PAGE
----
I often talk about how much I love me some space travel. I always cry at the same parts of Apollo 13, etc. etc. However, what I lack is a basic understanding of what makes the space that we travel through what it is. I also never try to present myself as a learned student of the sciences because I'm just not. So when I saw this pretty little hardcover on the Blogging for Books website I said "Self, let's get some education about this amazing place where we live". And I did.

Here are my  5 favorite things I learned from this book:

1. Do you ever think "Uh, I dont know why they named Ursa Major after a bear because that is literally just a string of stars that looks nothing like a bear". The answer might be: false pattern recognition.


2. Did you know that Uranus has 27 moons? And I feel like so many of them are named after Shakespeare characters or Shakespeare characters were named after them, whatever. (Miranda, Oberon, Titania)

3.Did you know that shadows cast on the moon are MUCH darker than shadows cast on earth?

4. When the moon appears to grow is waxing. When it looks like it's shrinking it's waning. (I feel like that should be basic moon 101 but I was not 100% on that)



5. When people talk about the Dog Days of Summer its a reference to Sirius, when the sun and Sirius rise at about the same time aka during some of the hottest days of summer.



In addition to being full of awesome, helpful facts - the illustrations are beautiful, clear and helpful. I want the pretty, smudgey background of all of the pages to be my desktop wallpaper. 

Beautiful, interesting and informative. If you have even half of an inkling to pick this book up you should!




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I received this book for free in exchange for an honest review from Blogging for Books

Wednesday, October 11, 2017

Book review: "Rogue Heroes: The History of the SAS, Britain's Secret Special Forces Unit That Sabotaged the Nazis and Changed the Nature of War" by Ben Macintyre

Oh man, this book. It's got heroics, Nazis assholes, British stiff upper lips, daring escapes, terrible deaths and literally everything you would need to make an awesome movie. (But no Hollywood, by all means give us another Fast and the Furious). Even when the subject matter is this macho and rough the writing in this book was always just lovely and elegant and there were a lot of sentences that I just wanted to savor.

Examples: "A warrior monk, he craved action and the company of soldiers, but when the fighting was over, he embraced solitude". "Recruiting Mayne was like adopting a wolf: exciting, certain to instill fear, but not necessarily sensible".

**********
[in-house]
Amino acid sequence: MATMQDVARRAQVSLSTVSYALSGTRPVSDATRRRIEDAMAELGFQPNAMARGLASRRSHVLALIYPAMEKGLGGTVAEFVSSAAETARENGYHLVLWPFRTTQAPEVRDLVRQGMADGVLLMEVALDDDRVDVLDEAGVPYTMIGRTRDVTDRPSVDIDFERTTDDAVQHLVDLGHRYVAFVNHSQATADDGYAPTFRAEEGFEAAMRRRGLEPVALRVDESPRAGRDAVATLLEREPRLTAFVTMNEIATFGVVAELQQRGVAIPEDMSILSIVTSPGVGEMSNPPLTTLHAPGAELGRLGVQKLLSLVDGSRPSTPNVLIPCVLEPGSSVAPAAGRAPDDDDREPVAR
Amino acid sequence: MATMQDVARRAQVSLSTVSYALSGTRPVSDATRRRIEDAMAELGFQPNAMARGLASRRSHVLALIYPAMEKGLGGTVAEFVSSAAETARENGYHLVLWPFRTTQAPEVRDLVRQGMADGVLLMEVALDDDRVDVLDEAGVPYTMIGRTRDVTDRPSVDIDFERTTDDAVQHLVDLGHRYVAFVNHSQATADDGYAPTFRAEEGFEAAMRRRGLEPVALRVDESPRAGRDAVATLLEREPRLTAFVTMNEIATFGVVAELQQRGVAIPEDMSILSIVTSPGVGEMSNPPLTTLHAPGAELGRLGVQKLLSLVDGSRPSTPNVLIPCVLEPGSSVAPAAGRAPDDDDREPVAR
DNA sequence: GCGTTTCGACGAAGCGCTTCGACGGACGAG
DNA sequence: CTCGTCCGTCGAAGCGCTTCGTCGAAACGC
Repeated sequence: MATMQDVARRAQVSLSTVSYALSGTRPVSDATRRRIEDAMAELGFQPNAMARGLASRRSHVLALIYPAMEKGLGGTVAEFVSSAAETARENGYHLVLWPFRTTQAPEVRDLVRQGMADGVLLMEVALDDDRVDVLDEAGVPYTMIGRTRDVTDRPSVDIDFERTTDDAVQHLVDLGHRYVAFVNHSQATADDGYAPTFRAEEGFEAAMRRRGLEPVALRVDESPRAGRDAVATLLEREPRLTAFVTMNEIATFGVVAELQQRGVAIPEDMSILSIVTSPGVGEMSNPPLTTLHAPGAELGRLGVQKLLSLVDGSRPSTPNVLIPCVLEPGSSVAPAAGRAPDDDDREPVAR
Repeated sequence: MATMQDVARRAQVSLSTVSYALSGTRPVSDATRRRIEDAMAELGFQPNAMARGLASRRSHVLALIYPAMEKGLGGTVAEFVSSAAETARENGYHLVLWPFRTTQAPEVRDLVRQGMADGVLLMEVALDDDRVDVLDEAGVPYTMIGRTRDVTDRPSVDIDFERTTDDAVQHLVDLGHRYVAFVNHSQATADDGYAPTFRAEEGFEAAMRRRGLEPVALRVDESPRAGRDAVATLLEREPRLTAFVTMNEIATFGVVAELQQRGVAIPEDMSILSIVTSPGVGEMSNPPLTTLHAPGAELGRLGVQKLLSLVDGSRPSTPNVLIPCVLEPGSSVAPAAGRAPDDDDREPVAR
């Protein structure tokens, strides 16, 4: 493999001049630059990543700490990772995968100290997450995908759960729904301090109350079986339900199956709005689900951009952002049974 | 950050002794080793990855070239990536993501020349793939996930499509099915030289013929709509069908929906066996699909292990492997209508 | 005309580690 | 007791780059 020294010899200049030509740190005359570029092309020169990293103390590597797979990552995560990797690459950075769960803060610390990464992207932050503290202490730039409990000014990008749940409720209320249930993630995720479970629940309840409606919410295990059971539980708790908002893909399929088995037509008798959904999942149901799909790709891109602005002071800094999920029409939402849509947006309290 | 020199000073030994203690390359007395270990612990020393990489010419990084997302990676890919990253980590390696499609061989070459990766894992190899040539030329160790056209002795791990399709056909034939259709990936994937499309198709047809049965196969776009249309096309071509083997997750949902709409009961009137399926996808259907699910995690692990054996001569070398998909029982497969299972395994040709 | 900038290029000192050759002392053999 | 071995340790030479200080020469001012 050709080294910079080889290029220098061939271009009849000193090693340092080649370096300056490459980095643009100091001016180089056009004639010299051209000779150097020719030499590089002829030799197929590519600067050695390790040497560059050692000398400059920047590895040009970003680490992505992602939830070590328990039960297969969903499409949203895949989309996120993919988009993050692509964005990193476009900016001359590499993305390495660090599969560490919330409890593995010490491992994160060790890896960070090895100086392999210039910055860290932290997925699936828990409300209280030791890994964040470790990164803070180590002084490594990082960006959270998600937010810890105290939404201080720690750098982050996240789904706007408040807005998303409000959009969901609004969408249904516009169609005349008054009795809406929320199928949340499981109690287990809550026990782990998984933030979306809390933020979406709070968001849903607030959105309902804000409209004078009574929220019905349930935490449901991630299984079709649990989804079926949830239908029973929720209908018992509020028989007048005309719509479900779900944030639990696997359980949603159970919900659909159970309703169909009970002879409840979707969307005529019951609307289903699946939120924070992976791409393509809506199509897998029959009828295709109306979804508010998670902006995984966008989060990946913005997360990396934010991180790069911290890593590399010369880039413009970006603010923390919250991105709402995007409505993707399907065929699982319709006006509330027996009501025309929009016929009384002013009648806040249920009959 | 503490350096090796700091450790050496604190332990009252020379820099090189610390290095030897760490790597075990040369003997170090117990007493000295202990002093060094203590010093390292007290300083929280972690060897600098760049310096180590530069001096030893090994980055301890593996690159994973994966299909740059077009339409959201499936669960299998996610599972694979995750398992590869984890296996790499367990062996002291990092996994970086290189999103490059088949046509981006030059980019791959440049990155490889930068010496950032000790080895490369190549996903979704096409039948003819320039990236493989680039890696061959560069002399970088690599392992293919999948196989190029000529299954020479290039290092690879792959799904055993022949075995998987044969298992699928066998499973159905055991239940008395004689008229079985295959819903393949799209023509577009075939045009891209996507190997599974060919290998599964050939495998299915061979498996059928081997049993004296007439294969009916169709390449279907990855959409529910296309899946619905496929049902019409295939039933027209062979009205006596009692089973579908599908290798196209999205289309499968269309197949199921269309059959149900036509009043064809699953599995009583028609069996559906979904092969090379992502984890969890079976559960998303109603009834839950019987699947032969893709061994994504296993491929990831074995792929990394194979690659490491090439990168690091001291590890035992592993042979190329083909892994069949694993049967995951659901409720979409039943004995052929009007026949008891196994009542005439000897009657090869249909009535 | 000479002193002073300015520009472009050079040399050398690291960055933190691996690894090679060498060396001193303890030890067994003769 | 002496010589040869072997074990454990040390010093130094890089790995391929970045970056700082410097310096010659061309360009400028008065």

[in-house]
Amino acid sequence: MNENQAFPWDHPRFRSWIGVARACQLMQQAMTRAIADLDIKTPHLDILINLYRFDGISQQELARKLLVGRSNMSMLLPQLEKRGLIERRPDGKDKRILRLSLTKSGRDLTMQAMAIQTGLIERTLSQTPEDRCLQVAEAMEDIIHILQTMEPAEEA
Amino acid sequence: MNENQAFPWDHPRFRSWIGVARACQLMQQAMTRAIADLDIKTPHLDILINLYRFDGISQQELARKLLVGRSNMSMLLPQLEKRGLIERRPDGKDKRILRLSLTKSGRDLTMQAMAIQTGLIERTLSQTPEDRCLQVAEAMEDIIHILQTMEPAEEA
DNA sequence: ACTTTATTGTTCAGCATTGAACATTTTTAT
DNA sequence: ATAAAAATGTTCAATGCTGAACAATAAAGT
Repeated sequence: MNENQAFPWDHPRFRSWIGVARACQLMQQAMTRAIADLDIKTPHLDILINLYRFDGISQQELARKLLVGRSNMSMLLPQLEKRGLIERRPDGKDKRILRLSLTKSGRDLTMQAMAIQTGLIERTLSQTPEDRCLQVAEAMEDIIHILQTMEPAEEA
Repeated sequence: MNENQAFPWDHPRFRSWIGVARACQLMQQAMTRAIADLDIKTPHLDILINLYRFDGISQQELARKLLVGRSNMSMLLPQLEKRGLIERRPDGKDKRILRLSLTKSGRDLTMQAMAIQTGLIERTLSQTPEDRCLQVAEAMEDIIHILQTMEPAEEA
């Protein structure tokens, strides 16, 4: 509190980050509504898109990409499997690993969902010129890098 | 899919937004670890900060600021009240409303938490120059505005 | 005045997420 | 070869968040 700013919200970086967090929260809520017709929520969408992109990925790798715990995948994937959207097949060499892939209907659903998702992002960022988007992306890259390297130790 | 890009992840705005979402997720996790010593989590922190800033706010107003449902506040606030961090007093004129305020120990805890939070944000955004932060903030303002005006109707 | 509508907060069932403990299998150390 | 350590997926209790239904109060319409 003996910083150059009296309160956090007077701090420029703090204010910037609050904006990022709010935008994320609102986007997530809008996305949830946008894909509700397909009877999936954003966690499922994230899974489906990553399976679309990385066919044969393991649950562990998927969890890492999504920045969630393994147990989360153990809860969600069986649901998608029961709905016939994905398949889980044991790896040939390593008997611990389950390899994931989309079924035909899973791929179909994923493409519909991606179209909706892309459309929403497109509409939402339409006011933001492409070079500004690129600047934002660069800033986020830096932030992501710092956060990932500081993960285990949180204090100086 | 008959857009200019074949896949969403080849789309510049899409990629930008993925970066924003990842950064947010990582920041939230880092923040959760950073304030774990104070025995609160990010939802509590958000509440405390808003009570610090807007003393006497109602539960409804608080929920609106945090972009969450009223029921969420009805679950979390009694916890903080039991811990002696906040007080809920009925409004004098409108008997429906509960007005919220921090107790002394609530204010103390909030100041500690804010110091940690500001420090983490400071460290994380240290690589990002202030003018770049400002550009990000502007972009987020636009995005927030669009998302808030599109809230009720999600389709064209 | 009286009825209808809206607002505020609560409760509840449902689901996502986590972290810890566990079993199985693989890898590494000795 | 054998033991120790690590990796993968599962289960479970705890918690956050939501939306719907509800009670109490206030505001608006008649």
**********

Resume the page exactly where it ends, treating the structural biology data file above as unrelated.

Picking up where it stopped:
(I didn't realize it until about 30 pages left in the book but I've actually read another book by this author. It's about Kim Philby and it's also elegantly written and ALSO has people you want to punch in the face. So there's that).

So, the SAS were a group of men that specifically were designed to go behind enemy lines, sabotage, wreck all kinds of havoc and then get out. This was not generally how things were done, and it took a certain type of person to be able to do it (especially where they first started, fighting in the Libyan dessert, jumping out of planes at night, which they were the first to do - probably because it's dangerous as hell and you shouldn't do it). So these men who had to be tough, committed, wiling to follow orders but not be "yes men", and be willing to work as a part of a team-being devoted to each other (but also to leave someone who broke their back in the middle of the desert because they couldn't carry him and endanger the mission - this happened a fair amount. Jumping out of planes in the desert, remember?) came from surprisingly diverse backgrounds. You had upper crust rich guys, guys who came from tomato farms,a Belgian merchant with a name no one can pronounce so they gave him a new one, american cowboys who turned into pilots who crashed in Europe and then got recruited, someone from Wisconsin - woohoo!, a parachuting priest and at least 2 totally homicidal Scots (bless their homicidal hearts, they were nuts). AND THAT'S NOT EVEN THE GUY WHO SCALED A TOWER WHERE A SNIPER WAS SHOOTING FROM AND STRANGLED HIM WITH HIS BARE HANDS.

The book covers how the group began, their first theater of battle (Libyan dessert - sounds terrible) and then on to Europe. It is kind of hard because you get attached to a few of them and then they die when a bomb explodes their truck or get lined up and shot outside of a train car in the forest (god damned Nazis). It's a lot of names, but these men are memorable. But they aren't just caricatures of action heroes, there's a particular scene around a campfire that was bittersweet.

So you may be able to tell from my rambling, but I really enjoyed this book. It's in my top 3 of the year. I will actively seek out more of Mr Macintyre's books!


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I received this book for free in exchange for an honest review from Blogging for Books